Naveen Jain explains it best. “If you want to be successful in business, you have to unlearn everything you learned in business school,” he says. “In business school they teach you to develop a unique idea and look for the untapped market, but that is not the way. Let’s face it. There are a lot of smart people out there, and many original ideas have been tried that have not succeeded. That wasn’t what we wanted to do. What we wanted to do was capture the existing market. The demand is there. All we had to do was become the supplier.”
Naveen Jain explains that at the time inome was formed, there were only two kinds of internet businesses: companies that monetized information through internet advertising, and retailers that sold products online through ecommerce. Ecommerce retailers are essentially catalogue companies with the same expenses as other catalogue companies–meaning that shipping and warehouse expenses cut significantly into their profit margin.
The founders of inome didn’t necessarily want to create something altogether new. Instead they thought about how to use the internet differently. Naveen explains how they conceived of the structure for their business model: “We wanted to be able to solve a specific problem for the customer and also have a business model that scales extremely well. We all got together and we thought about it. What if you were able to build a business where information is the good that you’re shipping? That way you don’t need to pay any shipping and handling, and you don’t need any warehousing. It is a frictionless business.”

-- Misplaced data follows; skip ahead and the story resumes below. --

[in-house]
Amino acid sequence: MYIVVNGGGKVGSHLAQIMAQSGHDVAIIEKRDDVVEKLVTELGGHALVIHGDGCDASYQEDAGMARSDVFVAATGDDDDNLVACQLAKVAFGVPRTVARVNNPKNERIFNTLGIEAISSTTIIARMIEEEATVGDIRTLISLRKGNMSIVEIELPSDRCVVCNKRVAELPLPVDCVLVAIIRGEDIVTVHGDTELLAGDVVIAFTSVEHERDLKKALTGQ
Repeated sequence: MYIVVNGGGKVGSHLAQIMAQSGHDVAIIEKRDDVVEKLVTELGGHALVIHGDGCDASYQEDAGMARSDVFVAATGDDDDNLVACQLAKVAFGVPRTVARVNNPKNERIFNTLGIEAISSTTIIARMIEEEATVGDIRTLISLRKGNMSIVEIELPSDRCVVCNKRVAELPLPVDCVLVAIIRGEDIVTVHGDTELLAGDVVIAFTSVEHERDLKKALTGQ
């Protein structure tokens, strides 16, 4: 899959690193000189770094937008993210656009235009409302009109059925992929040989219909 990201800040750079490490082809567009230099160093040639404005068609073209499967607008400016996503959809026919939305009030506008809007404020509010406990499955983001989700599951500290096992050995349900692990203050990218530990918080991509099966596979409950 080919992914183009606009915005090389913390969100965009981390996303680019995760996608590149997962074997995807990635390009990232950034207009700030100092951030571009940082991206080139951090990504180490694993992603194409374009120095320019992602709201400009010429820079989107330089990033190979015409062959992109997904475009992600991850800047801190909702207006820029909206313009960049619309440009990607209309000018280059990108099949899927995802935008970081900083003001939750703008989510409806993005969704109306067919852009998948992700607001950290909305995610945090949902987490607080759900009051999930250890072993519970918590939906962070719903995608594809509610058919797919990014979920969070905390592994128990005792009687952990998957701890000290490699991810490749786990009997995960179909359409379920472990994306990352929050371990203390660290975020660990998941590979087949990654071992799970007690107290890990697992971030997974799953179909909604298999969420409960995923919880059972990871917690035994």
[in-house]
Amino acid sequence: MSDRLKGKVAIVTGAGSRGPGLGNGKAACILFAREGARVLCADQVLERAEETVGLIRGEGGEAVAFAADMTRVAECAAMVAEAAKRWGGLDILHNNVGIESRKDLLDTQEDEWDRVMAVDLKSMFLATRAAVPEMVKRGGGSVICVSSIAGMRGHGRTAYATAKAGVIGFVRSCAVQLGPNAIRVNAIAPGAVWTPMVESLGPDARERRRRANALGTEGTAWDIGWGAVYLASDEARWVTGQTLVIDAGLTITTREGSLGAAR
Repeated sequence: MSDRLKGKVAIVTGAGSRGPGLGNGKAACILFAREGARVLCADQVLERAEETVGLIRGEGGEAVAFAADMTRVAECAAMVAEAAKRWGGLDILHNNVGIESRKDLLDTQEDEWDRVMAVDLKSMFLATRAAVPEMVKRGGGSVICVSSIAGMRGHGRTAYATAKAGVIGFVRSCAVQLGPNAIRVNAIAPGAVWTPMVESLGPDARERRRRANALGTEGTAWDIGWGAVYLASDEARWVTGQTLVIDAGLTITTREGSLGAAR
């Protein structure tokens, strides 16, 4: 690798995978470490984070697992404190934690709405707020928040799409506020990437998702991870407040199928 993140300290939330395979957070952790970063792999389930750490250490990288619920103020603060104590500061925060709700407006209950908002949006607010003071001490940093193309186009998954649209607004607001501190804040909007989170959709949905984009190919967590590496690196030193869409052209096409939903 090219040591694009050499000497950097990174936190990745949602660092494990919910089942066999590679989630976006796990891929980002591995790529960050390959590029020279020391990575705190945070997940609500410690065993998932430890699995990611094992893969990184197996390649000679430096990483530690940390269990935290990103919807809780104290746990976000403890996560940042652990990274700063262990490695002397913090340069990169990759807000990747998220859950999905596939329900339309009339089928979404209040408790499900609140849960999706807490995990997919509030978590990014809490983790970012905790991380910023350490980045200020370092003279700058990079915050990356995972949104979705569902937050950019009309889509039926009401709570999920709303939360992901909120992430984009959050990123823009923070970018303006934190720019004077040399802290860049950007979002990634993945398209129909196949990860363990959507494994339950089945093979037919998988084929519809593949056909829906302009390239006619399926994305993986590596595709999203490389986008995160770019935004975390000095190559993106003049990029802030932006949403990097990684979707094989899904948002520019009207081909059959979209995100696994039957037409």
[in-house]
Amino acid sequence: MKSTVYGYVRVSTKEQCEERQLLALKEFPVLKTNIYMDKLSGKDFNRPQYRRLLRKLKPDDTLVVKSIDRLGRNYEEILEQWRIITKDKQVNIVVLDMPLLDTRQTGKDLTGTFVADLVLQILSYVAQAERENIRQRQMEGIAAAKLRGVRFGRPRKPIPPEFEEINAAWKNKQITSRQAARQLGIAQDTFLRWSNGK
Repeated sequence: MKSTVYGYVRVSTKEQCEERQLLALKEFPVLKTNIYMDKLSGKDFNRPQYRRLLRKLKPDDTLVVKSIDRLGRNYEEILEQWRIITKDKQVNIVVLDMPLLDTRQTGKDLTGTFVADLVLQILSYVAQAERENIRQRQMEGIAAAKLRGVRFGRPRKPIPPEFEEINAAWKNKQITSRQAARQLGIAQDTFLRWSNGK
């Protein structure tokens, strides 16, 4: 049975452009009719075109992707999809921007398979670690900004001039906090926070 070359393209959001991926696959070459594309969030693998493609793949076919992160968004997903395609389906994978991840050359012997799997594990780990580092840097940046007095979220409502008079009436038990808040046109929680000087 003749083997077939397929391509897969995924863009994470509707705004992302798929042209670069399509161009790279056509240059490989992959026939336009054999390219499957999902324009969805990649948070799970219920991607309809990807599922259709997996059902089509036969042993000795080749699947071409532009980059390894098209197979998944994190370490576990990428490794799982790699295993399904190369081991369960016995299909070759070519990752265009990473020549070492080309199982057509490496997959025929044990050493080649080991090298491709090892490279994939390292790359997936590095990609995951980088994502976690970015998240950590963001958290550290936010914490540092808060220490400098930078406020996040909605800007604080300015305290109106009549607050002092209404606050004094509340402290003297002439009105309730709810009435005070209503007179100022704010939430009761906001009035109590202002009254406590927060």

With that idea in mind, inome began to take form. However, before they could move forward, the founders conversed extensively about what kind of products they should offer. The talk revolved around the needs of people today, the state of the modern, technological world, and how information might help people live safer, more productive lives.
“Our talk started with personal safety services,” Naveen Jain says. “We looked at the culture of our country and recognized that the underlying fabric of community in the last twenty or thirty years has broken down. Thirty years ago people lived in the same place. They grew up in the same place. They had friends and neighbors they had known for generations. If you needed a contractor, you asked your friend whose cousin is a contractor. You knew the families, you knew their back story–people could get answers from their neighbors.”
But not anymore. Times have changed. Everywhere, people are becoming more mobile, and although technology has created new ways of communicating, the community itself is fluid and fluctuating. There are legitimate concerns across the country about safety in a world where it is easy to cut deals with strangers but hard to get to know someone and establish trust.
“200,000 people move every day in this country,” Naveen Jain explains. “When you live in a society that is this transient, people become self-absorbed. Most of the time, we don’t even know who our neighbors are anymore.”
So what do you do when you need someone to watch your kids? How do you select a contractor to remodel your house? How do you establish trust? Hiring through internet job posts, dating online and chatting through instant messenger are all modern conveniences that carry a degree of unmeasured risk. When is requiring references paranoid and when is it practical?